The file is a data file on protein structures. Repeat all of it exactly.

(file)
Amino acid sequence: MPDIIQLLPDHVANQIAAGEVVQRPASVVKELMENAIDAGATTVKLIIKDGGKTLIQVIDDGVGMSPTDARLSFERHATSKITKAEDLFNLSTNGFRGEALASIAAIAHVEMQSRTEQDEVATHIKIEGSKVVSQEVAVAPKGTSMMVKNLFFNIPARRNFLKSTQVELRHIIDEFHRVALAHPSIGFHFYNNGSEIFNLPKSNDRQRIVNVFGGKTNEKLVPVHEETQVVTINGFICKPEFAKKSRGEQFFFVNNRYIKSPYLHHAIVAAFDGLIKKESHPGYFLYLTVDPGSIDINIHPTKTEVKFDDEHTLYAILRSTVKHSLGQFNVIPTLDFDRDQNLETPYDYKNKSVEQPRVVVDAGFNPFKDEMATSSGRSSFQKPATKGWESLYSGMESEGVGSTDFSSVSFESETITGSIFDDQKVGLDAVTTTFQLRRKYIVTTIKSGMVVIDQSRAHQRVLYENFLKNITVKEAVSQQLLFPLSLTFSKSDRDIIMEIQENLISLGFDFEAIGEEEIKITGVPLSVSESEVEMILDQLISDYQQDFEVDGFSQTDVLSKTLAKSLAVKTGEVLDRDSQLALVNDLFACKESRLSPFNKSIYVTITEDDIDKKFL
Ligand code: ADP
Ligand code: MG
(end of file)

Amino acid sequence: MPDIIQLLPDHVANQIAAGEVVQRPASVVKELMENAIDAGATTVKLIIKDGGKTLIQVIDDGVGMSPTDARLSFERHATSKITKAEDLFNLSTNGFRGEALASIAAIAHVEMQSRTEQDEVATHIKIEGSKVVSQEVAVAPKGTSMMVKNLFFNIPARRNFLKSTQVELRHIIDEFHRVALAHPSIGFHFYNNGSEIFNLPKSNDRQRIVNVFGGKTNEKLVPVHEETQVVTINGFICKPEFAKKSRGEQFFFVNNRYIKSPYLHHAIVAAFDGLIKKESHPGYFLYLTVDPGSIDINIHPTKTEVKFDDEHTLYAILRSTVKHSLGQFNVIPTLDFDRDQNLETPYDYKNKSVEQPRVVVDAGFNPFKDEMATSSGRSSFQKPATKGWESLYSGMESEGVGSTDFSSVSFESETITGSIFDDQKVGLDAVTTTFQLRRKYIVTTIKSGMVVIDQSRAHQRVLYENFLKNITVKEAVSQQLLFPLSLTFSKSDRDIIMEIQENLISLGFDFEAIGEEEIKITGVPLSVSESEVEMILDQLISDYQQDFEVDGFSQTDVLSKTLAKSLAVKTGEVLDRDSQLALVNDLFACKESRLSPFNKSIYVTITEDDIDKKFL
Ligand code: ADP
Ligand code: MG